Tough crowd, this – as always with this family / lower executive segment. If I were to write this for a French audience, I would also include a “CV” column for the fiscal horsepower. Cars had to pay a yearly tax, which was calculated according to a formula that chiefly included engine displacement. The tax was progressively higher, becoming pretty significant above the 10CV level (around 1800cc) and very expensive above 15CV (over 2800cc). So the Belgian-built 3.2 litre Rambler, for instance, was relatively cheap to buy, but the yearly tax made it more expensive, in the medium-term, than a 2-litre car. The more modest Mercedes 190 was an 11CV car, so it didn’t suffer from that problem. But in the French clientele’s mind, this put the W110 in the same category as the Citroën DS 19. And you could buy the absolute top-of-the-line Prestige model, complete with leather seats and built-in radiotelephone, for a fistful of Francs less than the staid Stuttgarter.
If solidity and reliability are top of the wishlist, how about the Volvo?
The 200 is of course a better car than the 190 – bigger engine, better-looking fins that had to be hand-finished and all that. The addition of the 230, a 6-cyl. stuffed under a 4-cyl car’s hood, was a return to the 219 Pontoon (W105) concept. But the second generation W110s were also notable for their delightful Universal wagons, built in Belgium by IMA from late 1964, initially on the 190. Most Universals were based on the 200 / 200 D, but some were also made on the 6-cyl. W110. Except for the 190 versions, these wagons were equipped with the hydro-pneumatic compensating spring at the rear axle, which was also fitted to late-model W111s. The Universal’s dimensions were identical to its saloon counterparts, except for a 3cm increase in height due to its 15” wheels.
The good people over at the IMA (Importation de Moteurs et d’Automobiles) works, located halfway between Antwerp and Brussels, also made some 230 S W111 wagons along the way. Judging by the photo above, the last Fintail wagon – a 230 S – only made it out the factory in January 1969, over a year after the W111 saloon had vacated Sindelfingen’s assembly lines. Also according to this picture, IMA claim to have made 2754 Fintail Universals altogether, including about 300 of the W111 variety. Afterwards, IMA produced the wagon version of the Strich Acht (W114-W115) until 1973. They switched to assembling Saab 99s until the factory closed down in 1978.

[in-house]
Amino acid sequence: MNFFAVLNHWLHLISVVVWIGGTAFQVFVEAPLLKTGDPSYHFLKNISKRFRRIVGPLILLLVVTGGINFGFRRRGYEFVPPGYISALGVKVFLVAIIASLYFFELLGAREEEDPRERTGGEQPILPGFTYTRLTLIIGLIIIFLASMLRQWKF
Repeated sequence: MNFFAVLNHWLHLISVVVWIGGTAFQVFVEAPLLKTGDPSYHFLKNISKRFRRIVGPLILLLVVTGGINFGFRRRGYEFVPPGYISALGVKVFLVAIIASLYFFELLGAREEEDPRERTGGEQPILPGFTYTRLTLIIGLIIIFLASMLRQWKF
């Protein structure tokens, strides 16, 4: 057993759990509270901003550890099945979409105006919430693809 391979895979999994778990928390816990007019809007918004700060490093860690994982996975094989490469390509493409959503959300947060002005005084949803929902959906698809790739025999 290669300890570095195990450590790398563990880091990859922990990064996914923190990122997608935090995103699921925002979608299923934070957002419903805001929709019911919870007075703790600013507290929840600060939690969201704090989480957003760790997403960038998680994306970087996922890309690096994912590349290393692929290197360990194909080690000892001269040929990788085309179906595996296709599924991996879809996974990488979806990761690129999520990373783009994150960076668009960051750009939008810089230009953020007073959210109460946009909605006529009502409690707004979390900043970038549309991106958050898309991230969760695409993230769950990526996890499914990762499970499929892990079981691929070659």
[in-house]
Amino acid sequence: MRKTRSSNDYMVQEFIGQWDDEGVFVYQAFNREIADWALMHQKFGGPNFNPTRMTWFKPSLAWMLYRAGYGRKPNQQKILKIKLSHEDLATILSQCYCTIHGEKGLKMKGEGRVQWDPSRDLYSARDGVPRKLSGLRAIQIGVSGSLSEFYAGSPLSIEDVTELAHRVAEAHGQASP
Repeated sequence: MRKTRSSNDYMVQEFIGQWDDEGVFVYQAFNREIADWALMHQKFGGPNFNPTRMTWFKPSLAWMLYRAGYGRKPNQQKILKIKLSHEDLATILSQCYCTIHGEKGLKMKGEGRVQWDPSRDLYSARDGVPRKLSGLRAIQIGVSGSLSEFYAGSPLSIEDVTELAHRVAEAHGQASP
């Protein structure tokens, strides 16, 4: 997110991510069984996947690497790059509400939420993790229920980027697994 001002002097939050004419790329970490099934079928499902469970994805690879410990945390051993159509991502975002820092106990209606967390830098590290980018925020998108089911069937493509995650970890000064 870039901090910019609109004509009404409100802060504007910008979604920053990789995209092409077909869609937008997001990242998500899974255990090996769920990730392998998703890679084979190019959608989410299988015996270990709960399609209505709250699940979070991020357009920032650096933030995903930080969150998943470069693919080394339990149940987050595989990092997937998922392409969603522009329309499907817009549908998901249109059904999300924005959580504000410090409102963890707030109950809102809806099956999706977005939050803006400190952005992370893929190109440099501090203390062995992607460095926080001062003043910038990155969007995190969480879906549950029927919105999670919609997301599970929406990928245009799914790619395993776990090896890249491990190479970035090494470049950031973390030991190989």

Of course, IMA weren’t the only game in town. Small runs of passenger wagons, panel wagons, ambulances or hearses were made by various European coachbuilders using the same W110 professional chassis IMA used. These could be ordered with a standard or a stretched (310cm) wheelbase. As if the Fintail needed yet more wheelbase variations…
Which brings us to the “W110 Lang” 7-seater limousine (200 D or 230), on the gargantuan 338cm wheelbase. Sometimes called Pullman, it was made by German coachbuilder Binz and initially proposed only for certain export markets, starting in late 1965; in 1967, the limo became a full member of the W110 European range, alongside the saloon and the Universal. Production numbers are unknown – estimates hover around a couple hundred units. Short-faced, long-arsed and far from glamorous, these Pullman limousines are doubtless the ugliest sleds in all Fintaildom.
Much as I don’t like the front end, the rest of this M-B 200 is right up my alley. The generously panoramic greenhouse, the C-pillar vents (taken from the W111), the roomy trunk and those famous fins – I like them all. Yes, even the fins. I know it’s a controversial thing for some, but these are hardly ’59 Chevy Batwing-crazy. Besides, think back to when the Heckflosse was launched, in 1959: rear ends were plenty pointy, even in old Europe. If I went Biblical and said: “Let he who was ever without fin cast the first stone,” there’d be a few pebbles from Jaguar and VW, but precious few others.
Besides, the removal of all chrome accents on the fins in these later W110s made those even more discreet and, to my eyes, desirable. My fantasy Fintail would have the 220’s front end, the 300’s engine and the 200’s simpler tail. And black, just like our feature car. It’s the only colour that really suits this car’s formal look. Brighter colours are best left to the 2-door variants.
As a result, there is something delightfully sinister about these. They are so numerous in films of the period – especially Cold War spy thrillers set in Mitteleuropa, like Funeral in Berlin or On Her Majesty’s Secret Service. Not a few Fintail saloons were also used as getaway cars in ‘60s films — and in real life. The Mercedes’ modest acceleration was less important than its Panzer-like build quality and reliability, one supposes.
The W110 is everything a classic car should be: evocative and indestructible, familiar yet extraordinary, made in large numbers and exported widely, and superbly put together in the first place. Were it not for that Pontoon face, I would be besotted. But as it is, the Heckflosse I really want is probably the base 220. The rare 230 S wagon is also very tempting, but the saloon’s shape is still unbeatable. And it lurks better, too.
CC Outtake: 1966 Heckflosse Reporting For Duty, by Wolfgang